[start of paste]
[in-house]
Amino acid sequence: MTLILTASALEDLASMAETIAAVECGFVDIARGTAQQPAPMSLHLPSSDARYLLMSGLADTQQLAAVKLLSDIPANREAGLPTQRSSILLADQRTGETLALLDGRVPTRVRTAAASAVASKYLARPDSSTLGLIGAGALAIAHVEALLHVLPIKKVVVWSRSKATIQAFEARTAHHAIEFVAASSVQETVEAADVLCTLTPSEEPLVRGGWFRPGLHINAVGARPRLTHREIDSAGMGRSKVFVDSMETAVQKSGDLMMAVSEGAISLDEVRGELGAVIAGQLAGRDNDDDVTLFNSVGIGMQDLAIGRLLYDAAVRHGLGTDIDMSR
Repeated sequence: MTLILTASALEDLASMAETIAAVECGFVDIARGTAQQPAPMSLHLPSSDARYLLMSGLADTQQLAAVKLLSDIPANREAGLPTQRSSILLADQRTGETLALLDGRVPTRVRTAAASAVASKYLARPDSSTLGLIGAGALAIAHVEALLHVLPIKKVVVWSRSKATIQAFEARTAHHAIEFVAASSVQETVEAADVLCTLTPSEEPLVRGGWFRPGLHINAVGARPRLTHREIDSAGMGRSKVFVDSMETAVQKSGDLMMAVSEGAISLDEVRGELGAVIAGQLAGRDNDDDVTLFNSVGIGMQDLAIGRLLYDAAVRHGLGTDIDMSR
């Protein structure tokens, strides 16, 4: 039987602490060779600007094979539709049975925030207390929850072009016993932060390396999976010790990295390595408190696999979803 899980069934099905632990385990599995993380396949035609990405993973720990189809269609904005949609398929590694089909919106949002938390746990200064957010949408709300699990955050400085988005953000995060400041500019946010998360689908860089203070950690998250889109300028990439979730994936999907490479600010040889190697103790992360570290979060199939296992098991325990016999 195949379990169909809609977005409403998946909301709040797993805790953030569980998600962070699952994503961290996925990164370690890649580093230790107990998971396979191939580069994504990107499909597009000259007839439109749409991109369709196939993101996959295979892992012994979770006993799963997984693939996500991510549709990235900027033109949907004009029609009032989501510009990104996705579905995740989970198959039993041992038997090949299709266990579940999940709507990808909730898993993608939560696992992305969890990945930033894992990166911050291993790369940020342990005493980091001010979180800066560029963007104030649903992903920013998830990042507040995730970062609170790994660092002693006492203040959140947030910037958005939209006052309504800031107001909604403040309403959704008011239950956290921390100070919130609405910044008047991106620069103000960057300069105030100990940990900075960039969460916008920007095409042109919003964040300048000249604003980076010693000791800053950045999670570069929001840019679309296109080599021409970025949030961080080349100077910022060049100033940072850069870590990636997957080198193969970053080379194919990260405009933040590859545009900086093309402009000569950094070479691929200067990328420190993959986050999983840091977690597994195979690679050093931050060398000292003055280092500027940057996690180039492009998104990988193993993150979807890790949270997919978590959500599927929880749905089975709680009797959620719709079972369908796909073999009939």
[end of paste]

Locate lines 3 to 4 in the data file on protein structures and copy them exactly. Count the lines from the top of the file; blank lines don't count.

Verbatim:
Repeated sequence: MTLILTASALEDLASMAETIAAVECGFVDIARGTAQQPAPMSLHLPSSDARYLLMSGLADTQQLAAVKLLSDIPANREAGLPTQRSSILLADQRTGETLALLDGRVPTRVRTAAASAVASKYLARPDSSTLGLIGAGALAIAHVEALLHVLPIKKVVVWSRSKATIQAFEARTAHHAIEFVAASSVQETVEAADVLCTLTPSEEPLVRGGWFRPGLHINAVGARPRLTHREIDSAGMGRSKVFVDSMETAVQKSGDLMMAVSEGAISLDEVRGELGAVIAGQLAGRDNDDDVTLFNSVGIGMQDLAIGRLLYDAAVRHGLGTDIDMSR
């Protein structure tokens, strides 16, 4: 039987602490060779600007094979539709049975925030207390929850072009016993932060390396999976010790990295390595408190696999979803 899980069934099905632990385990599995993380396949035609990405993973720990189809269609904005949609398929590694089909919106949002938390746990200064957010949408709300699990955050400085988005953000995060400041500019946010998360689908860089203070950690998250889109300028990439979730994936999907490479600010040889190697103790992360570290979060199939296992098991325990016999 195949379990169909809609977005409403998946909301709040797993805790953030569980998600962070699952994503961290996925990164370690890649580093230790107990998971396979191939580069994504990107499909597009000259007839439109749409991109369709196939993101996959295979892992012994979770006993799963997984693939996500991510549709990235900027033109949907004009029609009032989501510009990104996705579905995740989970198959039993041992038997090949299709266990579940999940709507990808909730898993993608939560696992992305969890990945930033894992990166911050291993790369940020342990005493980091001010979180800066560029963007104030649903992903920013998830990042507040995730970062609170790994660092002693006492203040959140947030910037958005939209006052309504800031107001909604403040309403959704008011239950956290921390100070919130609405910044008047991106620069103000960057300069105030100990940990900075960039969460916008920007095409042109919003964040300048000249604003980076010693000791800053950045999670570069929001840019679309296109080599021409970025949030961080080349100077910022060049100033940072850069870590990636997957080198193969970053080379194919990260405009933040590859545009900086093309402009000569950094070479691929200067990328420190993959986050999983840091977690597994195979690679050093931050060398000292003055280092500027940057996690180039492009998104990988193993993150979807890790949270997919978590959500599927929880749905089975709680009797959620719709079972369908796909073999009939």